Working with partners to modernize public health data

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Importance of public health data

COVID-19 and other recent health events have highlighted the importance and challenges of collecting, sharing, accessing and using health data to benefit people in Canada. Public health officials need reliable, timely and relevant health data so they can provide their best advice about public health events and issues.

While we do currently collect and share health data for public health purposes, there are areas for improvement. Persistent data gaps undermine health decision-making at the personal, professional and system-wide levels. They can impair public health responses, reduce health outcomes, and contribute to health inequities.

What has been done so far

In 2020, the Pan-Canadian Expert Advisory Group (EAG) was formed to make recommendations on systemic problems with the collection, sharing and use of health data in Canada. The work of the EAG concluded once the third report was published in May, 2022.

The EAG released 3 reports that:

Building on the advice of the EAG, there was significant collaboration towards a pan-Canadian health data strategy. This work focused on areas where more collaboration is needed, such as:

This work set the stage for a new era of collaboration under the Working Together to Improve Health Care for Canadians plan. This plan was announced on February 7, 2023. Through this plan the Government of Canada is funding nearly $200 billion over 10 years to improve health services in Canada. This includes $25 billion in targeted bilateral funding for provinces and territories for 4 shared health priorities:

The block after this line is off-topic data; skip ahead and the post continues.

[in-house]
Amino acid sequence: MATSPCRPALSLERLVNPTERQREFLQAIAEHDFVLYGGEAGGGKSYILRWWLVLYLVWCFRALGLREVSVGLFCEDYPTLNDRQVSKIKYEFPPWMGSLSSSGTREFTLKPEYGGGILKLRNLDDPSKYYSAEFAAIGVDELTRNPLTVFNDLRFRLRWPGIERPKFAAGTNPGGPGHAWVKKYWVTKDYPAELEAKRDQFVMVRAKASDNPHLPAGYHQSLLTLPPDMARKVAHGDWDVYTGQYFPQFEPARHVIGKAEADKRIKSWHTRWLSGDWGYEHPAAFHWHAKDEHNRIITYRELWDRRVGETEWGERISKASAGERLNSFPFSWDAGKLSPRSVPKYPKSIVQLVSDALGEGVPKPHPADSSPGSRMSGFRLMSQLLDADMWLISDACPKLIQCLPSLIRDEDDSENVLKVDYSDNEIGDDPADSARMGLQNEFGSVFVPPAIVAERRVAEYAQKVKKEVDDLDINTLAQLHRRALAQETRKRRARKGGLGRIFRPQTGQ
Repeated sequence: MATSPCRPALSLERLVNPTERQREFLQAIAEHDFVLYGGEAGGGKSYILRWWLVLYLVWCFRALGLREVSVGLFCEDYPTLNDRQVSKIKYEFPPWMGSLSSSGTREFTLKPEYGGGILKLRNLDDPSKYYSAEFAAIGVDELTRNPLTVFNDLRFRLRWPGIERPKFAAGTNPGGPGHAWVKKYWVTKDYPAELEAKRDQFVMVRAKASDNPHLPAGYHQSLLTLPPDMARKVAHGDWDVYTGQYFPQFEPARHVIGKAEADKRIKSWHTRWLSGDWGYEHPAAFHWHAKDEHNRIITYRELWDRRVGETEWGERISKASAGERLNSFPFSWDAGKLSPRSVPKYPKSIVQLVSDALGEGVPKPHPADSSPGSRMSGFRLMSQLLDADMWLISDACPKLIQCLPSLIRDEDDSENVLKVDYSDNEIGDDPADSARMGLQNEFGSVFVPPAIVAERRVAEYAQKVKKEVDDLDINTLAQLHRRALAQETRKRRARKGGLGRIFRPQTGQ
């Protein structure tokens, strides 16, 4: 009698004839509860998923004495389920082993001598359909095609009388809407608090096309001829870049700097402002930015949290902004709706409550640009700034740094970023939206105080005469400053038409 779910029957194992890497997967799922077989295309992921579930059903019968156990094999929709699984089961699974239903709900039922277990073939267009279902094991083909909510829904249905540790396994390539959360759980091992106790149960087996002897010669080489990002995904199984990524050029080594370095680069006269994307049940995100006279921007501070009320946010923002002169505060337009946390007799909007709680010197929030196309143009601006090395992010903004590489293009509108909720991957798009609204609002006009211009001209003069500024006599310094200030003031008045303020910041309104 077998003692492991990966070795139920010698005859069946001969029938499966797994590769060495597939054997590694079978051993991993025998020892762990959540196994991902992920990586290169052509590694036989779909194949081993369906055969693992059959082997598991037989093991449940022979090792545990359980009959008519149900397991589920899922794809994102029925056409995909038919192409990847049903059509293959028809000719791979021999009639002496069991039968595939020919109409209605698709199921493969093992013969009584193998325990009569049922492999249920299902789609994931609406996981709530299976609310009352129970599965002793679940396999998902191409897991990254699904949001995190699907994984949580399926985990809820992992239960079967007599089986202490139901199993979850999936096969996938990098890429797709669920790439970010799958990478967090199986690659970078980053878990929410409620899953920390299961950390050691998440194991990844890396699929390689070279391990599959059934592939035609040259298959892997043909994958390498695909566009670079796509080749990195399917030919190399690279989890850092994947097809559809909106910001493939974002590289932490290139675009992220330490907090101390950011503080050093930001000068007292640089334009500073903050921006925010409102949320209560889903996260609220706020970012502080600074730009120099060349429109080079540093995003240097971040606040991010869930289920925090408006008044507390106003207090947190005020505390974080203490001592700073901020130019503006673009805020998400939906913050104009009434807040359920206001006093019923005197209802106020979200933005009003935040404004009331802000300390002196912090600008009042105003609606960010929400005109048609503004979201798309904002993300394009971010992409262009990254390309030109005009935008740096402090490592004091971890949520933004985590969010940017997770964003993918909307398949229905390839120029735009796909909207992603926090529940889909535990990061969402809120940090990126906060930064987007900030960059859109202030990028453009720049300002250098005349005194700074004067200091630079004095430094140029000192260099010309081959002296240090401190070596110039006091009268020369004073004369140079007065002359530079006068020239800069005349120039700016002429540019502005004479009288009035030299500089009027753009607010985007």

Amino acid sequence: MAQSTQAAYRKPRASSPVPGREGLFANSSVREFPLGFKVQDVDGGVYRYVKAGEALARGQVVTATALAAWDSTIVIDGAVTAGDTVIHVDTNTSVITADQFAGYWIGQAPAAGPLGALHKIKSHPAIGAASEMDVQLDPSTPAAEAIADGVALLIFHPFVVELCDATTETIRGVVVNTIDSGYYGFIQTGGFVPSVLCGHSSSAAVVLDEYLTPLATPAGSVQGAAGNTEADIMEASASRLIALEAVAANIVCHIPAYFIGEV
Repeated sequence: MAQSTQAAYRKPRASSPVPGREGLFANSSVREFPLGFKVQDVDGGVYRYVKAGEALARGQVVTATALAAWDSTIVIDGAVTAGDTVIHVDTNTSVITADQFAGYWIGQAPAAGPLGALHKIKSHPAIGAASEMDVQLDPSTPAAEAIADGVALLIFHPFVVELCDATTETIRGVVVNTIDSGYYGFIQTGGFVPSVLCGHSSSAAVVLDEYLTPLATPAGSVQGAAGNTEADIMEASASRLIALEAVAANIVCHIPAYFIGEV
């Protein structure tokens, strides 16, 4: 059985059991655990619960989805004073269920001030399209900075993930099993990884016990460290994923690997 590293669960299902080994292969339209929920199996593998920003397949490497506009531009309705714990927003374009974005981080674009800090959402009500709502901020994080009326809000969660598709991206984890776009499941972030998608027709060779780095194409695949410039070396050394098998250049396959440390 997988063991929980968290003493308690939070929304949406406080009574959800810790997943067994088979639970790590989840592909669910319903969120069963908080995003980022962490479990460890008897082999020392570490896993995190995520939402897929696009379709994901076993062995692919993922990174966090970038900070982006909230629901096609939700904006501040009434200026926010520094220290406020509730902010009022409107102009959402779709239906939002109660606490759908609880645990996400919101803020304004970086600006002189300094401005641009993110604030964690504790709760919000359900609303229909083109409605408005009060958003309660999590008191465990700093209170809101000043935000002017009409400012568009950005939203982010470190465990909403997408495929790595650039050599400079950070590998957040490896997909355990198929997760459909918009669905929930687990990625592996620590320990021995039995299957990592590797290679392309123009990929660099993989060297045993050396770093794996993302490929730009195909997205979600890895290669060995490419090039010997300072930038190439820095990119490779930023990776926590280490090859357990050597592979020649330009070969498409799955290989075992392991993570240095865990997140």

Under the Working Together plan, governments commit to improving how health data is collected, shared, used and reported to:

The commitments under the joint federal, provincial and territorial (FPT) Action Plan on Health Data and Digital Health were announced in October 2023:

Taken together, this work builds on collaboration across FPT partners in recent years. It also reflects the advice received from experts and other stakeholders.

Developments and advice from these collective efforts have been incorporated into the:

These tools will guide FPT collective action towards a shared vision for health data in Canada.

Next steps

Together with FPT health data partners, we're continuing to work towards a better-connected health system with standardized health data and digital tools. We're providing national leadership on the collection, assessment, and integration of health data for public health purposes. This work will help the public health system to deliver on the needs and expectations of people across Canada.

A range of activities support these critical areas and priorities, including some activities aimed at modernizing the public health data system. For example:

These collective and complementary efforts across FPT partners will improve the collection, standardization and use of health data while respecting and protecting privacy. These efforts will help public health agencies have the data they need to prepare for and respond to public health events in an increasingly complex world.

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